The standard of care for decades for children who had suffered a loss did not help. Thinking it was best, adults urged children to move past their loss as quickly as possible. Mourning was broken.
“Children have always been the forgotten grievers,” said Andy McNiel, executive director of the National Alliance for Grieving Children. “The idea was that they would forget about it. That it was too much for them to handle, that they would be better off if we pretended it didn’t happen. None of that was true. They may stop talking about it, but they are always thinking about it.”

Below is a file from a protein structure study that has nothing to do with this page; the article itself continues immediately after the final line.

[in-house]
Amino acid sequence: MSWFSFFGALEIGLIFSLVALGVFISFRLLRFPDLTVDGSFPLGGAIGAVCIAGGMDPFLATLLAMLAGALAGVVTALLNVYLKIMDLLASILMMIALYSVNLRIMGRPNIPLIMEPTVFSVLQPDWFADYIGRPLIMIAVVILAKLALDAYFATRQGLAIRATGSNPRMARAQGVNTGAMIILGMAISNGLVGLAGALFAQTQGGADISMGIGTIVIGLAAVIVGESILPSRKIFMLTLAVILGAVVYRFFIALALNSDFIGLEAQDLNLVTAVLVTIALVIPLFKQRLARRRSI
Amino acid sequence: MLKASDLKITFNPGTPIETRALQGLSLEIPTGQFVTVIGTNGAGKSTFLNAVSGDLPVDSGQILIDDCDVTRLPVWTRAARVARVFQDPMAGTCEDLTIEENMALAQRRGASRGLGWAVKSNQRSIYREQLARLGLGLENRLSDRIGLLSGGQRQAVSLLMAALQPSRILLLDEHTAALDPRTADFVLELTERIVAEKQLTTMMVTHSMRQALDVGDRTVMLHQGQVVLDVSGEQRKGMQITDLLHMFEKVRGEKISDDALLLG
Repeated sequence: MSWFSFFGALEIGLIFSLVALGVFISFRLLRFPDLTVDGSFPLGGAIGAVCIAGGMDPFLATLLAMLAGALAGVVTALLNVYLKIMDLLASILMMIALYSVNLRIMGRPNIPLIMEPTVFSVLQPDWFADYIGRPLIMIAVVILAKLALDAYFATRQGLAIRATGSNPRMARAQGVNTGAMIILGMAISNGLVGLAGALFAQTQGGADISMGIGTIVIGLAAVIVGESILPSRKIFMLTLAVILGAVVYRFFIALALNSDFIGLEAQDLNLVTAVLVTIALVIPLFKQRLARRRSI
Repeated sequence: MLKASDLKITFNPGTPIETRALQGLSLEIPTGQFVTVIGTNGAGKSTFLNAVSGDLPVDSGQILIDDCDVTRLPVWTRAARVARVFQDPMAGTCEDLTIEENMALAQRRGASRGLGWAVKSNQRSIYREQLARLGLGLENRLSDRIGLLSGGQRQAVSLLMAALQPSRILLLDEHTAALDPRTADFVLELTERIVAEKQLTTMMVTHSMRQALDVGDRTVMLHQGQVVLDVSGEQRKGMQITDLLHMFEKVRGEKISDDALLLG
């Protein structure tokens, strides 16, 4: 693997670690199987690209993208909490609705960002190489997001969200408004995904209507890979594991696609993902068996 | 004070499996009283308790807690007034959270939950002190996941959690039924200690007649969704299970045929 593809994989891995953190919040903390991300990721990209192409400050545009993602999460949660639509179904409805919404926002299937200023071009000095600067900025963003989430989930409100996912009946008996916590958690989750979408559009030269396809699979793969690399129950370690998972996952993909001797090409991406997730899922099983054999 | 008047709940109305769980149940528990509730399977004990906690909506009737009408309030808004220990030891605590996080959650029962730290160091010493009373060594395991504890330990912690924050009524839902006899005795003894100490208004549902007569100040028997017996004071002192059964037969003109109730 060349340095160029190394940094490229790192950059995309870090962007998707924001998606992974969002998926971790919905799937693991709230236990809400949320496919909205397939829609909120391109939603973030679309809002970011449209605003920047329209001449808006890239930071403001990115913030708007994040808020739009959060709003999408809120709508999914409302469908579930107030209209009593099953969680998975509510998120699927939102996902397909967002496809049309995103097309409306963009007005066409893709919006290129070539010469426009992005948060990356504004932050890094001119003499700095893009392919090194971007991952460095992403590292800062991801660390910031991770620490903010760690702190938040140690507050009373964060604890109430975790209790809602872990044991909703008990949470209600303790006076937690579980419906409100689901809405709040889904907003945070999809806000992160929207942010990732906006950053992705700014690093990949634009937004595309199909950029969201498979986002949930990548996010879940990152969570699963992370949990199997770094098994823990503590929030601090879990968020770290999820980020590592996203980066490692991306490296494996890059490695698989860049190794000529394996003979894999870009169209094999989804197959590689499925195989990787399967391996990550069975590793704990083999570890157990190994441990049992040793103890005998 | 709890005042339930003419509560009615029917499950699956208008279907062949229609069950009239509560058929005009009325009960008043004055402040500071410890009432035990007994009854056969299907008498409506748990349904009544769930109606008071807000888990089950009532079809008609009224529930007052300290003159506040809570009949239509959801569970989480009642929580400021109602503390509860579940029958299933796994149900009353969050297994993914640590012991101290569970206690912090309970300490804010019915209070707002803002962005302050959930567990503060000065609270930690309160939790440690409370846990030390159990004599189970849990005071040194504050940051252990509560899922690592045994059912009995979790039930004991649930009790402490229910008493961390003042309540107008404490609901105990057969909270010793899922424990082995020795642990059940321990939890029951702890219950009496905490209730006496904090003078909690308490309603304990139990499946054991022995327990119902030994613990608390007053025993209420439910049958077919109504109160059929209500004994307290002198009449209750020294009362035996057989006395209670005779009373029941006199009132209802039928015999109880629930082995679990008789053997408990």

This, McNiel said, could make children withdraw or become angry. They might work through their feelings in unhealthy ways. Then, as adults, they might not trust people. They could become stuck in their grief.
“You hear about it all the time from adults who lost their parents when they were kids,” McNiel said. “It impacted my marriage, it impacted how I raised my kids, it impacted my work. It doesn’t stop.”
The Cincinnati Enquirer’s John Faherty looked at grief counselors at an all-boys school who work with teens who have lost loved ones. The counseling has helped the boys process their feelings.
Photo: Eric Chan